Monday at Lehman College in the Bronx at an event for My Brother’s Keeper Alliance, President Barack Obama said, “In too many places in this country, black boys and black men, Latino boys and Latino men — they experience being treated differently by law enforcement.”
Partial transcript as follows:
Opportunity gaps begin early, often at birth and compound over time. Becoming harder and harder to bridge, making too many young men and women feel no matter how hard they try, they may never achieve their dreams. That sense of unfairness and powerlessness of people not hearing their voices, that’s helped fuel the protests we’ve seen in places like Baltimore and Ferguson and right here in New York. The catalyst of those protests were the tragic deaths of young men and feeling that law is not always applied evenly in this country.”
In too many places in this country, black boys and black men, Latino boys and Latino men, they experience being treated differently by law enforcement and stops and in arrests and in charges and incarcerations. The statistics are clear, up and down the criminal justice system. There’s no dispute.
In addressing the issues in Baltimore or Ferguson or New York, The point I made was that if we’re just looking at policing, we’re looking at it too narrowly. If we ask the police to simply contain and control problems that we ourselves have been unwilling to invest and solve, it’s not fair to the communities and not fair to the police. What we gathered here to talk about today is something that goes deeper than policing. It speaks to who we are as a nation and what we’re willing to make sure that equality of opportunity and not an empty word. across the country and in parts of New York, parts of New Jersey and my own town of Chicago, There are communities that don’t have enough jobs and enough opportunity.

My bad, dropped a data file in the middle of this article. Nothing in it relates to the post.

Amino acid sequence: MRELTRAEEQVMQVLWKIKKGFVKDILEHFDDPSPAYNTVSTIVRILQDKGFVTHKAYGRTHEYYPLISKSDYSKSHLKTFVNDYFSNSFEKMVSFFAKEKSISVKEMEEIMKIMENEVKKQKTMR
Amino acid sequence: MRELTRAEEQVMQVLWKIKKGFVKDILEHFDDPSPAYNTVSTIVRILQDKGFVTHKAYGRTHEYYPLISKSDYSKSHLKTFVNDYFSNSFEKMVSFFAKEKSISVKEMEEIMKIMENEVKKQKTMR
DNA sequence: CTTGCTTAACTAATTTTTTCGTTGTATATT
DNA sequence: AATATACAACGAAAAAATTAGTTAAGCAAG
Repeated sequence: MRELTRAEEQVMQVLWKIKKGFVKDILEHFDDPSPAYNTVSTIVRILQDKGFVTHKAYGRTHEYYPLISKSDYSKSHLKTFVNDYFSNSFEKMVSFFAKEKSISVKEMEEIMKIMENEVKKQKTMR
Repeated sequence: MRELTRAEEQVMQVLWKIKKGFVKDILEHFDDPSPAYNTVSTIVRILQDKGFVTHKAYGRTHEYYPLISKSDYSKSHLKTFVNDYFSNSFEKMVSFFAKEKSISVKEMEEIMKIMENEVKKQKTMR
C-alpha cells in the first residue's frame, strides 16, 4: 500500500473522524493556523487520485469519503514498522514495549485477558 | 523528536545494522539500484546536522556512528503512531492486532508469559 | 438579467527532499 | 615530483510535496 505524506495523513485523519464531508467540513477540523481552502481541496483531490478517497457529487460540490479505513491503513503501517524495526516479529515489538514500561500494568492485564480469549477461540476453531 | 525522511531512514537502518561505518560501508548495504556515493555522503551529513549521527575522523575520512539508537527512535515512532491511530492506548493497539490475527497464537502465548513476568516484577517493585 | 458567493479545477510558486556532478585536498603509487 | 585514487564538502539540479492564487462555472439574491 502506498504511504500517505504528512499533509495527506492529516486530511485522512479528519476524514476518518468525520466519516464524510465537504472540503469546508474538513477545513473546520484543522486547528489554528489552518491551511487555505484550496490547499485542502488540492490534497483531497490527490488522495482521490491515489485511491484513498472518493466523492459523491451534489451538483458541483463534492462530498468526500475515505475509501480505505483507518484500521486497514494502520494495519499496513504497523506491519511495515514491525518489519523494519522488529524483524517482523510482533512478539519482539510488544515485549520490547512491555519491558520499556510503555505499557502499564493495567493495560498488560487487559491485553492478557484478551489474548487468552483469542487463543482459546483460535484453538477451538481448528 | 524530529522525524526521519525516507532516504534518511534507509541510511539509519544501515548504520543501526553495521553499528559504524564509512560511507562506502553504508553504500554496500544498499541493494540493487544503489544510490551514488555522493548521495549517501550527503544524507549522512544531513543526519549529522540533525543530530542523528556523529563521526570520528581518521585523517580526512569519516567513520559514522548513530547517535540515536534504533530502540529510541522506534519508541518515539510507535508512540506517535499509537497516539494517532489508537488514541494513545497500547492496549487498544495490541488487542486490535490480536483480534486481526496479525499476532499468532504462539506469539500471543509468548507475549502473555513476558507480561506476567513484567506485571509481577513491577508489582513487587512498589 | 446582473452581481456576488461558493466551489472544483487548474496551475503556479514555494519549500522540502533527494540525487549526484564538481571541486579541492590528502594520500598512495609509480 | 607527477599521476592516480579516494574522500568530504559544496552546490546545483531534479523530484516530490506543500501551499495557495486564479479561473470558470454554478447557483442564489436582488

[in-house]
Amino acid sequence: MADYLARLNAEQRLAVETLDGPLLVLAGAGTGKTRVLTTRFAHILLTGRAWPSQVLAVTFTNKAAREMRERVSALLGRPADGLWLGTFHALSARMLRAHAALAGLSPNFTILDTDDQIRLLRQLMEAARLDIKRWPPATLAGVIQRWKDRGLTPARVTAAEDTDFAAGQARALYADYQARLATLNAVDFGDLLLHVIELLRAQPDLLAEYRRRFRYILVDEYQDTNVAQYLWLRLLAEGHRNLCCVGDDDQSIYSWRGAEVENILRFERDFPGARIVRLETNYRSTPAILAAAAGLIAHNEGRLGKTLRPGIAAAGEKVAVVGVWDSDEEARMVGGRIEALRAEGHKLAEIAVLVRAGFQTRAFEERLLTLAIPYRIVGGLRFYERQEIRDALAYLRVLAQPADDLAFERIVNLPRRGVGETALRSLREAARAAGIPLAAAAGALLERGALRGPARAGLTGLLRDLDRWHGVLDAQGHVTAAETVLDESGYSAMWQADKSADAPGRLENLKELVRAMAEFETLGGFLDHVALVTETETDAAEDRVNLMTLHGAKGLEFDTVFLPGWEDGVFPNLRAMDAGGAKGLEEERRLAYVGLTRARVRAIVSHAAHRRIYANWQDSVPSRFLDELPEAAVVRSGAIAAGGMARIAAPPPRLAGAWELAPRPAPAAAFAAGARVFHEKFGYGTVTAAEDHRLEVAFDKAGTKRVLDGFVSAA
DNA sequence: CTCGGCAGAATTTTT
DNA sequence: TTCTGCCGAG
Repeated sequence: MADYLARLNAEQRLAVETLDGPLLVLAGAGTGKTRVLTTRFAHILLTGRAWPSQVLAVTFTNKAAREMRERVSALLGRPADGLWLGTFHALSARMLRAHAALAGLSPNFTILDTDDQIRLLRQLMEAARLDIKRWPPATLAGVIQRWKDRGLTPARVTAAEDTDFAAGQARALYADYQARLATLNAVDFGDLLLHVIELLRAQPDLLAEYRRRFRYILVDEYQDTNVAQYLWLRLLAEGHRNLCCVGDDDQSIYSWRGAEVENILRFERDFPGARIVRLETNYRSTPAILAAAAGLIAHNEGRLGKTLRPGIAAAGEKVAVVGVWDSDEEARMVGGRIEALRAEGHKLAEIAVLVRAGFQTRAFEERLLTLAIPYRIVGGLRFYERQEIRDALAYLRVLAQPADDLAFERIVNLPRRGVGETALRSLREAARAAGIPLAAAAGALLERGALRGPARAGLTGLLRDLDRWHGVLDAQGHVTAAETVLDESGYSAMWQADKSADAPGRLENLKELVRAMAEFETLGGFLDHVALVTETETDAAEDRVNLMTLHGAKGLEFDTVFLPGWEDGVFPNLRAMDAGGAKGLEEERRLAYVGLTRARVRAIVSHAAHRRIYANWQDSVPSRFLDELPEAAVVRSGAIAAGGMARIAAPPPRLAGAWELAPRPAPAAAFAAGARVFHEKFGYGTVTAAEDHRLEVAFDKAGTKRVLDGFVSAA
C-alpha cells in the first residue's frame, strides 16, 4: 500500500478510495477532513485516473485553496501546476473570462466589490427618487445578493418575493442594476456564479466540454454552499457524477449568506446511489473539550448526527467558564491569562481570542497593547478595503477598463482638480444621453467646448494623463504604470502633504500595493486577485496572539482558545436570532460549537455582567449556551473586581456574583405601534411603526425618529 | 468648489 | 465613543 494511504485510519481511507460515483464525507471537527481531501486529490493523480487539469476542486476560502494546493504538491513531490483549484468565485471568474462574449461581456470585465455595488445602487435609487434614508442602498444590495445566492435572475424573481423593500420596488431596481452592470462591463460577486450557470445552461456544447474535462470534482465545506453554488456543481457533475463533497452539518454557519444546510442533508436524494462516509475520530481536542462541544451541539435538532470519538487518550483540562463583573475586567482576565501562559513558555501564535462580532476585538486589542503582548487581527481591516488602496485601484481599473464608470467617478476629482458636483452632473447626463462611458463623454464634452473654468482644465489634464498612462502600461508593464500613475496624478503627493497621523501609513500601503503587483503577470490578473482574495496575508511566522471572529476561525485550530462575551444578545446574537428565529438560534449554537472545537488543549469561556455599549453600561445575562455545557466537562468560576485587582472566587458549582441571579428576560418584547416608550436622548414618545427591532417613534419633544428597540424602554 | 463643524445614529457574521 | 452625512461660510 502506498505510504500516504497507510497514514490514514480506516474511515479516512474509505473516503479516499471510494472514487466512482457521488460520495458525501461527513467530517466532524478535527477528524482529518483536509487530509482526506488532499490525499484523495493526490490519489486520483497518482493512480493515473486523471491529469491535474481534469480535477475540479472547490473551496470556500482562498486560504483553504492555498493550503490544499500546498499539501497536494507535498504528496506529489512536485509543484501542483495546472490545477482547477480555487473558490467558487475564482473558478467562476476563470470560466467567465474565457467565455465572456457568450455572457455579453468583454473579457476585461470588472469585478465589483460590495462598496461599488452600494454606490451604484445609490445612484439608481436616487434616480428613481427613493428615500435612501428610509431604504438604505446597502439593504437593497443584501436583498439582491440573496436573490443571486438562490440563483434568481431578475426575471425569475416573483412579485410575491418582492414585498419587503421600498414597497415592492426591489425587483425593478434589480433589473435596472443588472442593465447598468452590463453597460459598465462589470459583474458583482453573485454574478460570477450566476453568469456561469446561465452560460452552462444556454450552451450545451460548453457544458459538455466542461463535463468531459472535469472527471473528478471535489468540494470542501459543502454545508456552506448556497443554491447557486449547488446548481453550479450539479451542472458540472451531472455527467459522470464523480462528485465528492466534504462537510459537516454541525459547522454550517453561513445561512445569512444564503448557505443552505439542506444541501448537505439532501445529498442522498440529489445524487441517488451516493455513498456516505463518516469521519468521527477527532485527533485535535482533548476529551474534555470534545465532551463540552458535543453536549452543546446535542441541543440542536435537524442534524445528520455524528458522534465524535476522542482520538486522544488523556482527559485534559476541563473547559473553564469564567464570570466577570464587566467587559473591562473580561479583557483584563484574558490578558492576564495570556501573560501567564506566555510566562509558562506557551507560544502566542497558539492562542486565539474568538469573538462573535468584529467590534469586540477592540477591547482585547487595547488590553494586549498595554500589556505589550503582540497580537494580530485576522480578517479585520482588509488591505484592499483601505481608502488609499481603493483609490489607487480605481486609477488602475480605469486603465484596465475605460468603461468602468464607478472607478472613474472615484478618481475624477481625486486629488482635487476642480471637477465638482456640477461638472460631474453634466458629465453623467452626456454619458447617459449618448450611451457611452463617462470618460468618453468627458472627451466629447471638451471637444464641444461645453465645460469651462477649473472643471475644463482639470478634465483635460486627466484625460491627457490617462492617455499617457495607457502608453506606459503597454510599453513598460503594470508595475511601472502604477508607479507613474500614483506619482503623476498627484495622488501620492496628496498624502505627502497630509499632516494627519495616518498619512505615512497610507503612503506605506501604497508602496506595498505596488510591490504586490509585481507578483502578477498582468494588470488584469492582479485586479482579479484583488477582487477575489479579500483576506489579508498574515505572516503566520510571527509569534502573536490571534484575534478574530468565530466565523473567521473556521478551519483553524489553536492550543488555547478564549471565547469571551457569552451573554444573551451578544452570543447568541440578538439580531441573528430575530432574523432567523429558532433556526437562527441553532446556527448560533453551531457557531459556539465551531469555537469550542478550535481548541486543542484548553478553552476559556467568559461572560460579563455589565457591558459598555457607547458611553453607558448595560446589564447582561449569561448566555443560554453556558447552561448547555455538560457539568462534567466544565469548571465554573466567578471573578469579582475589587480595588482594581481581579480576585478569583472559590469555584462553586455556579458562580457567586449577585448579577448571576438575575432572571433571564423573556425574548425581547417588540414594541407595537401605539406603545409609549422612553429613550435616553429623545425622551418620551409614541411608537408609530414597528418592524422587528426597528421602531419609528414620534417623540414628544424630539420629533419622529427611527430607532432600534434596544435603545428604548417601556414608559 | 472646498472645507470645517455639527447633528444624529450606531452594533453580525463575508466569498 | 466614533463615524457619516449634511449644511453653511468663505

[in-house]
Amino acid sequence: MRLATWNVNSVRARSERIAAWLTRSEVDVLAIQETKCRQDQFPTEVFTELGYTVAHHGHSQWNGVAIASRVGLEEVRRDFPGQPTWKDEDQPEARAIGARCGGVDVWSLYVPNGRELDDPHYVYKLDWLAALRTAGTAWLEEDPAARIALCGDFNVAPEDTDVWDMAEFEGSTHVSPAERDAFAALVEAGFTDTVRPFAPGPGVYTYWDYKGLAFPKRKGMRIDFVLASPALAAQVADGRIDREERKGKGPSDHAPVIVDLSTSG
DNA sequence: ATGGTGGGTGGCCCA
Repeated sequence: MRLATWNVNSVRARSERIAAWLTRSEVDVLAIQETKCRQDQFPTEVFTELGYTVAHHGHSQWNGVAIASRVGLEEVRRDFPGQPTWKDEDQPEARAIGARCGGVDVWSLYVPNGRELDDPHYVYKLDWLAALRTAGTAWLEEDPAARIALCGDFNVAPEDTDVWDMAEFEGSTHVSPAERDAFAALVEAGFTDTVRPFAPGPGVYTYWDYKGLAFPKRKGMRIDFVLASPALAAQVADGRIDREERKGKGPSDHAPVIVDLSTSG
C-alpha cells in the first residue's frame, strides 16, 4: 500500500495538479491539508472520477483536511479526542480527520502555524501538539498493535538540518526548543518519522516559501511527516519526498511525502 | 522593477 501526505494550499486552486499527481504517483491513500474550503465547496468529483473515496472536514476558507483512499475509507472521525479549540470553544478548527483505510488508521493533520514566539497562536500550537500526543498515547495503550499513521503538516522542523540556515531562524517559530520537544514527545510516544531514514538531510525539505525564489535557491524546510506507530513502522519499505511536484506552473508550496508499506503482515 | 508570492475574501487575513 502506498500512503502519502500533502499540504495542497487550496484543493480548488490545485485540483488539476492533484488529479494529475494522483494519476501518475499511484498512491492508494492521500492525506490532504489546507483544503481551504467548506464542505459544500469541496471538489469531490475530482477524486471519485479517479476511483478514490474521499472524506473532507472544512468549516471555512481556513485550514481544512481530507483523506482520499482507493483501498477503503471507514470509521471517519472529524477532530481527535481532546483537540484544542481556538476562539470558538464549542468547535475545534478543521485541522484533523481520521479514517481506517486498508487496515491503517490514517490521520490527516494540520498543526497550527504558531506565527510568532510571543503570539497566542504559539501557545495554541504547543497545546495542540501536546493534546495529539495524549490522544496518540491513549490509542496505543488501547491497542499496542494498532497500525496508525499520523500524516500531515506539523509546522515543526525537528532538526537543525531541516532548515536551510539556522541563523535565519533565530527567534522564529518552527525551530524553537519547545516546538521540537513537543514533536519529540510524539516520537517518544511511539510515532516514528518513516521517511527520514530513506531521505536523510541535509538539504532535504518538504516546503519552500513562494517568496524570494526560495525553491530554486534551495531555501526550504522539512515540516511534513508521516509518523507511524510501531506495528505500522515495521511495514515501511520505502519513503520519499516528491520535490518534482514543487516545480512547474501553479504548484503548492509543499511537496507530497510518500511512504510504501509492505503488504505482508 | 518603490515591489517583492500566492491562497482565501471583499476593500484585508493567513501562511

You’ve got communities with 30 or 40 or 50% unemployment. They’ve been struggling long before the economic crisis of 2007, 2008. Communities without enough role models. Communities where too many men who could otherwise be leaders, who could provide guidance for young people and be good fathers and neighbors and fellow citizens are languishing in prison over minor nonviolent drug offenses. There’s no shortage of people telling you who and what is to blame for the plight of these communities. But I’m not interested in blame. I’m interested in responsibility and I’m interested in results.
Follow Pam Key on Twitter @pamkeyNEN